1 Department of Surgical, Medical, Dental and Morphological Sciences, University of Modena and Reggio Emilia, Italy.
2 Hepatology Unit, Department of Surgery and Cancer, Imperial College London, UK.
3 Division of Infectious Diseases & Hospital Epidemiology, University Hospital Basel, Basel, Switzerland.
4 Coalition des organismes communautaires québécois, de lutte contre le sida (COCQ-SIDA), Montreal, QC, Canada.
5 UCL Institute for Liver and Digestive Health, Royal Free Hospital, University College London, UK.
6 Royal Free London, NHS Foundation Trust, London, UK.
7 Wake Forest School of Medicine, Medical Center Boulevard, Winston-Salem, NC, 27157, USA.
8 Department of Medicine, University of California, San Francisco, 94143, USA.
9 Center for Infectiology, Berlin, Germany.
10 Department of Gastroenterology and Hepatology, Charité University Medical Center, Berlin, Germany.
11 Department of Surgery and Cancer, St Mary's Hospital, Imperial College London, Liver Unit, UK.
12 Division of Gastroenterology and Hepatology and Division of Infectious Diseases, McGill University Health Centre, Royal Victoria Hospital - Site Glen.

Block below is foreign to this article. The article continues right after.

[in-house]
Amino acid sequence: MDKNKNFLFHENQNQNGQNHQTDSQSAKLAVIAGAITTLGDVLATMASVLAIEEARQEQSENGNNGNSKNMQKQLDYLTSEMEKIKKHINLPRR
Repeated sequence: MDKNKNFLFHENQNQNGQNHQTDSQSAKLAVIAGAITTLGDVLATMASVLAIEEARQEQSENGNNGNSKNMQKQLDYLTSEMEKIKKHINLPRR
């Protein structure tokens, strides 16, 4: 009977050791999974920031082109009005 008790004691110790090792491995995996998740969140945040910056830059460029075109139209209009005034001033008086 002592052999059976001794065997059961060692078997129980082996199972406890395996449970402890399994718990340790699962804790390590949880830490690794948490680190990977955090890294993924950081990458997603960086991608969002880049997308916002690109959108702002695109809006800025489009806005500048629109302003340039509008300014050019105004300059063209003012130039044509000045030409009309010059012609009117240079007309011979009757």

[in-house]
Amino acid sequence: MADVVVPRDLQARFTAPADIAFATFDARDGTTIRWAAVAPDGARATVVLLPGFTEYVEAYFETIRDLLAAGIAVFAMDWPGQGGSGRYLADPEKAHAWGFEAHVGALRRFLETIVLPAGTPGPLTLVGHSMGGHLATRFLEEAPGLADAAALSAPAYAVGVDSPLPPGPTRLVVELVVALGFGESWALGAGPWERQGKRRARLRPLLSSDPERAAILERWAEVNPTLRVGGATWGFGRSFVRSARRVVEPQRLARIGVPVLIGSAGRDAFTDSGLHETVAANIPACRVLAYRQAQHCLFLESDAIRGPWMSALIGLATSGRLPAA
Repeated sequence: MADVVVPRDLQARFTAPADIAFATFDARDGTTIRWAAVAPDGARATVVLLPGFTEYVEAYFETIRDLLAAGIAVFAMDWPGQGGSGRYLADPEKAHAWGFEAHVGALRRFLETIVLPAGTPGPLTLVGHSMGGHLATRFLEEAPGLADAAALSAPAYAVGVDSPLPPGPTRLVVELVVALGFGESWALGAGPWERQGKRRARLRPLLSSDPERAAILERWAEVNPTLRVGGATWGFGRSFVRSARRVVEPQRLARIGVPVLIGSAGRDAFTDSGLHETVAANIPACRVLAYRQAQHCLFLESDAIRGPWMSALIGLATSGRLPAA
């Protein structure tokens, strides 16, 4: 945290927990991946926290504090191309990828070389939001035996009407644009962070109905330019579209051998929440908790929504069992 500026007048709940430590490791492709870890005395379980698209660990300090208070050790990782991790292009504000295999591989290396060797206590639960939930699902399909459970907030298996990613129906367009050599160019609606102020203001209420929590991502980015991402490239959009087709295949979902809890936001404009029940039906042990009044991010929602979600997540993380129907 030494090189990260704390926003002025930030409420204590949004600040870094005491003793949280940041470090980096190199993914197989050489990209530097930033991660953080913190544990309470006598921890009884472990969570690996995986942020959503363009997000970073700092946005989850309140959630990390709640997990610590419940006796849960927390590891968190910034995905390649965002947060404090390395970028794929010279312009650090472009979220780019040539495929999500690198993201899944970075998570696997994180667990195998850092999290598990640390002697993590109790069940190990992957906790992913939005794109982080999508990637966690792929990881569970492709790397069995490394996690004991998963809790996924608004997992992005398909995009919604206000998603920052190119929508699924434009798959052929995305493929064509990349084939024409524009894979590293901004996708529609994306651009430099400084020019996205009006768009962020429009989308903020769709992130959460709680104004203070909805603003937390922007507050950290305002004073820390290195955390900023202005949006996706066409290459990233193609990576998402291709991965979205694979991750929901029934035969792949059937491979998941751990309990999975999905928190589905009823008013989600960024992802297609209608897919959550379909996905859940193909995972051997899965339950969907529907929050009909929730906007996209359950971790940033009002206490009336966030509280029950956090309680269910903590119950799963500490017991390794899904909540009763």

In recent years, there has been an increasing number of clinical trials for the treatment of non-alcoholic steatohepatitis (NASH). People living with HIV (PLWH) are commonly excluded from these studies, usually due to concerns over drug-drug interactions (DDI) associated with antiretroviral therapy (ART). The Steatohepatitis in HIV Emerging Research (SHIVER) Network, a group of international experts in hepatology and infectious diseases, discusses our current understanding on the interaction between HIV and NASH, and the issues related to the inclusion of PLWH in NASH clinical trials. Recent trials addressing NASH treatment in PLWH are discussed. The risk of DDI between ART and aramchol, cenicriviroc, elafibranor, obeticholic acid and resmetirom (MGL-3196), which are currently in phase III trials for the treatment of NASH, are reviewed. Finally, a model for trial design to include PLWH is proposed, strongly advocating for the scientific community to include this group as a sub-population within studies.